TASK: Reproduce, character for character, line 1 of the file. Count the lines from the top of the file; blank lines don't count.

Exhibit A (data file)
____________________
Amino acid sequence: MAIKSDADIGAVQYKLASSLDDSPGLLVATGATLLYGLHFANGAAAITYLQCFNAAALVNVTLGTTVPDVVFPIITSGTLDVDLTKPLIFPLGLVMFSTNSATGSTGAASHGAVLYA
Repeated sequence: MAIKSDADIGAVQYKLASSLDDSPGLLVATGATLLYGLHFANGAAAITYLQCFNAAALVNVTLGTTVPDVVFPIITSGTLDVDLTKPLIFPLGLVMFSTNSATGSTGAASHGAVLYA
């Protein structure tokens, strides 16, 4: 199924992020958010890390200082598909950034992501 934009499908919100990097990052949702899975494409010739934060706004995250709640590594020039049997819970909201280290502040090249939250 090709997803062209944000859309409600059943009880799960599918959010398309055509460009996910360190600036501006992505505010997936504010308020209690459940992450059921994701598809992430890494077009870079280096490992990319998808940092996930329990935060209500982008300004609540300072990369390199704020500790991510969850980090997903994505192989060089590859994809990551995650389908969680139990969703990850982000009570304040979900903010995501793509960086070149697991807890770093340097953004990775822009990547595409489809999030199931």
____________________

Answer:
Amino acid sequence: MAIKSDADIGAVQYKLASSLDDSPGLLVATGATLLYGLHFANGAAAITYLQCFNAAALVNVTLGTTVPDVVFPIITSGTLDVDLTKPLIFPLGLVMFSTNSATGSTGAASHGAVLYA